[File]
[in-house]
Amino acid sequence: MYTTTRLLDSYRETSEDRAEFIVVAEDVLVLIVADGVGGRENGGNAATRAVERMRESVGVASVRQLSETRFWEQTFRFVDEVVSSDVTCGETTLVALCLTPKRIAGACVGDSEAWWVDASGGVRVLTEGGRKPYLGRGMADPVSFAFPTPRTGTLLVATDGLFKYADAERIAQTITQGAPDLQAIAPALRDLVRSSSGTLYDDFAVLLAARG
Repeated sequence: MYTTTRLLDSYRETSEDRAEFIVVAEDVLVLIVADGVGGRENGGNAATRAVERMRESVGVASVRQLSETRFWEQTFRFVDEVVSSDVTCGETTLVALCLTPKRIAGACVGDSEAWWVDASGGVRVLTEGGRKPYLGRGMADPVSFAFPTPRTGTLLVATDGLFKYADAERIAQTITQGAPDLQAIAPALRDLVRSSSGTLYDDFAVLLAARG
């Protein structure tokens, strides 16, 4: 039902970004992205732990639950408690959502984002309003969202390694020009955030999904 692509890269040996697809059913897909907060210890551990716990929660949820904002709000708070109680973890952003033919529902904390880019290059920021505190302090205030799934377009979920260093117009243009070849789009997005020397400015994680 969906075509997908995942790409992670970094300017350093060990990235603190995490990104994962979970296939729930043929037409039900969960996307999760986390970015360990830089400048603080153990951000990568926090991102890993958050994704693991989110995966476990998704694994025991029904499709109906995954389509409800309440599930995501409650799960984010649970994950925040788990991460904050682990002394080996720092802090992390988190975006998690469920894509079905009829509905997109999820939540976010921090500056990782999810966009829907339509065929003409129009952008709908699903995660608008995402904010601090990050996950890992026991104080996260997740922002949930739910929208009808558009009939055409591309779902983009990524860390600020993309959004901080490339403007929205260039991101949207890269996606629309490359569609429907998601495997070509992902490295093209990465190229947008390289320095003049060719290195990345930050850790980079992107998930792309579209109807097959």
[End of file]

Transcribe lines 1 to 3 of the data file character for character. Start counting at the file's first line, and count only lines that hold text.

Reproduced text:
[in-house]
Amino acid sequence: MYTTTRLLDSYRETSEDRAEFIVVAEDVLVLIVADGVGGRENGGNAATRAVERMRESVGVASVRQLSETRFWEQTFRFVDEVVSSDVTCGETTLVALCLTPKRIAGACVGDSEAWWVDASGGVRVLTEGGRKPYLGRGMADPVSFAFPTPRTGTLLVATDGLFKYADAERIAQTITQGAPDLQAIAPALRDLVRSSSGTLYDDFAVLLAARG
Repeated sequence: MYTTTRLLDSYRETSEDRAEFIVVAEDVLVLIVADGVGGRENGGNAATRAVERMRESVGVASVRQLSETRFWEQTFRFVDEVVSSDVTCGETTLVALCLTPKRIAGACVGDSEAWWVDASGGVRVLTEGGRKPYLGRGMADPVSFAFPTPRTGTLLVATDGLFKYADAERIAQTITQGAPDLQAIAPALRDLVRSSSGTLYDDFAVLLAARG